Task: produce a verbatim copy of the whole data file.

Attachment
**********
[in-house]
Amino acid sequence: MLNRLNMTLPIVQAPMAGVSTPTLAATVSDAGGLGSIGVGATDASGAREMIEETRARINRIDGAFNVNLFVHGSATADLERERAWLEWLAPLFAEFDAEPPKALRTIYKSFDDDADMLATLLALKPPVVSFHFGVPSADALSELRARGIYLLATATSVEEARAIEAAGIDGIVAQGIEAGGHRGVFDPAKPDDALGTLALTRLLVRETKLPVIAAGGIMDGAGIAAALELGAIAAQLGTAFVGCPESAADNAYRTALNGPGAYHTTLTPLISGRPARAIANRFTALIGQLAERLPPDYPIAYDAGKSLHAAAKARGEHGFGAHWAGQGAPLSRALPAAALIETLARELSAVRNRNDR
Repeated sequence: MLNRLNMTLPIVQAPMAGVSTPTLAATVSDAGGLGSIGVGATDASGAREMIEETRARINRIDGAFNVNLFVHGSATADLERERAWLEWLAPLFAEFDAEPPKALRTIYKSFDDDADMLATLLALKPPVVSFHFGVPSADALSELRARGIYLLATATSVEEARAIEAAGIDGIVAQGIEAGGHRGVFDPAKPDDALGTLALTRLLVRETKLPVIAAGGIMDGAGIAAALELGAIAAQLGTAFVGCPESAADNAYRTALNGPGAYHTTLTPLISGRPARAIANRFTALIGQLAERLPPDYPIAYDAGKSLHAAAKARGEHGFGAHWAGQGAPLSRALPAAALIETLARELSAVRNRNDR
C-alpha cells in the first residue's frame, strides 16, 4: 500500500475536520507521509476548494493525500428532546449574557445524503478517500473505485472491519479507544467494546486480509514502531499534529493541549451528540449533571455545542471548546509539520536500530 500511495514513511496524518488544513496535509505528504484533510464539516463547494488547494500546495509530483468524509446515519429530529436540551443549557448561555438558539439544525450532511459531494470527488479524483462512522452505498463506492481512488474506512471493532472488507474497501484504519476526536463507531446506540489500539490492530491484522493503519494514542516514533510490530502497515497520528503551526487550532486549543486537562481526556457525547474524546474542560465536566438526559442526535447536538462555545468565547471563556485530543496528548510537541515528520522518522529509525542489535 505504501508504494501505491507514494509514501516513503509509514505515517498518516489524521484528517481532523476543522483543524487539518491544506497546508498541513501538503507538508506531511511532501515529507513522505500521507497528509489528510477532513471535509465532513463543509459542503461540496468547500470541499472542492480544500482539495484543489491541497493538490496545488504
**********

[in-house]
Amino acid sequence: MLNRLNMTLPIVQAPMAGVSTPTLAATVSDAGGLGSIGVGATDASGAREMIEETRARINRIDGAFNVNLFVHGSATADLERERAWLEWLAPLFAEFDAEPPKALRTIYKSFDDDADMLATLLALKPPVVSFHFGVPSADALSELRARGIYLLATATSVEEARAIEAAGIDGIVAQGIEAGGHRGVFDPAKPDDALGTLALTRLLVRETKLPVIAAGGIMDGAGIAAALELGAIAAQLGTAFVGCPESAADNAYRTALNGPGAYHTTLTPLISGRPARAIANRFTALIGQLAERLPPDYPIAYDAGKSLHAAAKARGEHGFGAHWAGQGAPLSRALPAAALIETLARELSAVRNRNDR
Repeated sequence: MLNRLNMTLPIVQAPMAGVSTPTLAATVSDAGGLGSIGVGATDASGAREMIEETRARINRIDGAFNVNLFVHGSATADLERERAWLEWLAPLFAEFDAEPPKALRTIYKSFDDDADMLATLLALKPPVVSFHFGVPSADALSELRARGIYLLATATSVEEARAIEAAGIDGIVAQGIEAGGHRGVFDPAKPDDALGTLALTRLLVRETKLPVIAAGGIMDGAGIAAALELGAIAAQLGTAFVGCPESAADNAYRTALNGPGAYHTTLTPLISGRPARAIANRFTALIGQLAERLPPDYPIAYDAGKSLHAAAKARGEHGFGAHWAGQGAPLSRALPAAALIETLARELSAVRNRNDR
C-alpha cells in the first residue's frame, strides 16, 4: 500500500475536520507521509476548494493525500428532546449574557445524503478517500473505485472491519479507544467494546486480509514502531499534529493541549451528540449533571455545542471548546509539520536500530 500511495514513511496524518488544513496535509505528504484533510464539516463547494488547494500546495509530483468524509446515519429530529436540551443549557448561555438558539439544525450532511459531494470527488479524483462512522452505498463506492481512488474506512471493532472488507474497501484504519476526536463507531446506540489500539490492530491484522493503519494514542516514533510490530502497515497520528503551526487550532486549543486537562481526556457525547474524546474542560465536566438526559442526535447536538462555545468565547471563556485530543496528548510537541515528520522518522529509525542489535 505504501508504494501505491507514494509514501516513503509509514505515517498518516489524521484528517481532523476543522483543524487539518491544506497546508498541513501538503507538508506531511511532501515529507513522505500521507497528509489528510477532513471535509465532513463543509459542503461540496468547500470541499472542492480544500482539495484543489491541497493538490496545488504